Smith, Salvager Of The Seas

Captain Smith also ship captain is one of the few qualified to do the job. His recent salvage was off the Lautoka waterfront.
15 Jan 2020 13:23
Smith, Salvager Of The Seas
The Amelia Earhart TIGHAR Nikumaroro Expedition crew (from left) John Clauss, Andrew McKenna and Captain Jonathan Smith at the Royal Suva Yacht Club.

Salvaging a wreck is not only expensive but a risk to the environment and salvagers, says professional diver Captain Jonathan Smith.

Captain Smith works for the Dive Centre (Fiji) Limited and leads a small group of divers who are hired to salvage wrecks at sea.

Captain Smith is also a ship captain.

His recent salvage was off the Lautoka waterfront.

“Salvage usually involves recovering or refloating anything that is sunken underwater or grounded on a reef or shore. From ships to sunken mooring buoys and at times even aircrafts,” Captain Smith said.

“The most recent salvage was from the Lautoka waterfront of the MV GOTTA GO FIJI, which was patched up, and all the oil and diesel cleaned out from the tanks,” he said.

MV Gotta Go Fiji.

MV Gotta Go Fiji.

It took a six men crew, three months and a lot of money to salvage the vessel which was atop a reef.

“The vessel was there since TC Winston in 2016. Everything that could float or dangerous to the marine environment was removed and the vessel was scuttled offshore,” he said.

“There was not much environmental impact to this salvage.

“There was not much impact because the reef area where the vessel ran aground on was already dead reef from all the pollution from the land in Lautoka that gets washed into the ocean,” he said.

Captain Smith has been diving for 17 years.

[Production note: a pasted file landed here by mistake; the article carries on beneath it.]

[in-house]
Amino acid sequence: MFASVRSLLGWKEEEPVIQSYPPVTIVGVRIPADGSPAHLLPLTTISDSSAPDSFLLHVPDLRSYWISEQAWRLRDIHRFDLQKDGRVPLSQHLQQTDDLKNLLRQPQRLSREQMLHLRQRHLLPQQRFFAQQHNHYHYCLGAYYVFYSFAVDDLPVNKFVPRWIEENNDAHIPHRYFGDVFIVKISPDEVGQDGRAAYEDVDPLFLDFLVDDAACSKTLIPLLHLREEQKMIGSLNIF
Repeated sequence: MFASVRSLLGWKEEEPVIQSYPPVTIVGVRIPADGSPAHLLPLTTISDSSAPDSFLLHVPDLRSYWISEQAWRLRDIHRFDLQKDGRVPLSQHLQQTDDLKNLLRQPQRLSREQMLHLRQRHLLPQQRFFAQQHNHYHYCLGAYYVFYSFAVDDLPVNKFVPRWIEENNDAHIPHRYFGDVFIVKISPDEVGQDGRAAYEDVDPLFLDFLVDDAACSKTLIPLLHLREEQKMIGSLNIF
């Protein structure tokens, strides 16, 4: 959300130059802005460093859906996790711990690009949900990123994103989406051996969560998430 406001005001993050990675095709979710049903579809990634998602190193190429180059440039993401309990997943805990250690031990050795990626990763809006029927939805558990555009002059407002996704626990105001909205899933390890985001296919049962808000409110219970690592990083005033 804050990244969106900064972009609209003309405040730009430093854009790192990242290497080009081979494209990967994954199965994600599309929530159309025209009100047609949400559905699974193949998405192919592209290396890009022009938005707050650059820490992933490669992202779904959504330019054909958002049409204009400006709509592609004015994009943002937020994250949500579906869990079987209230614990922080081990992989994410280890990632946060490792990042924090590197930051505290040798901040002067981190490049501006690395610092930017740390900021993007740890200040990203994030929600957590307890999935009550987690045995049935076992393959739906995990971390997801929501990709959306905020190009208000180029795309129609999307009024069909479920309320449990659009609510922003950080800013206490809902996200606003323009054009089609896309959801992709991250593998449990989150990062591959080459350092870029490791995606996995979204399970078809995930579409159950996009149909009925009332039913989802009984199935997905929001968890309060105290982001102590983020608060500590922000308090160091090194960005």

Why do you do it?

“I’ve loved the ocean from when I was very young. My grandfather, Captain Stanley Smith was a well known sea Captain in Fiji back in the days,” he said.

His father and brothers were all sailors.

“I used to go out to sea with them from a very young age. Growing up in Lautoka we lived right next to the ocean and went fishing and diving every weekend when we could so I practically grew up on the ocean.

Captain Smith has been at sea for about 25 years, he started off as a Cadet then Second Officer, Chief Officer on foreign going cargo ships operating out of Australia and New Zealand then moving to Fiji as a Captain and sailing around Fiji and the Pacific.

In the past three years he has spent working as a shore based commercial diver.

“I still do the odd trip out to sea if vessels need a delivery captain to deliver a vessel to another country and I fly back but I’m mainly shore based now.

“As a youngster I never dreamt of going to sea and travelling the world and becoming a career captain and diver. I had a chance and I took it and never looked back.

“Moral of the story is never worry about the money in the beginning when you’re young and energetic. When you get a chance to do something go for it.

“Try and get as much experience as you can get. Money comes with experience, not from a piece of paper.”

His advice to boat owners: “Don’t cut back or try to save on maintenance costs because that is your main source of income.

“If anything fails at sea and the vessel gets wrecked you lose your source of income and it will be very expensive to salvage.

Feedback: susana.tuilau@fijisun.com.fj

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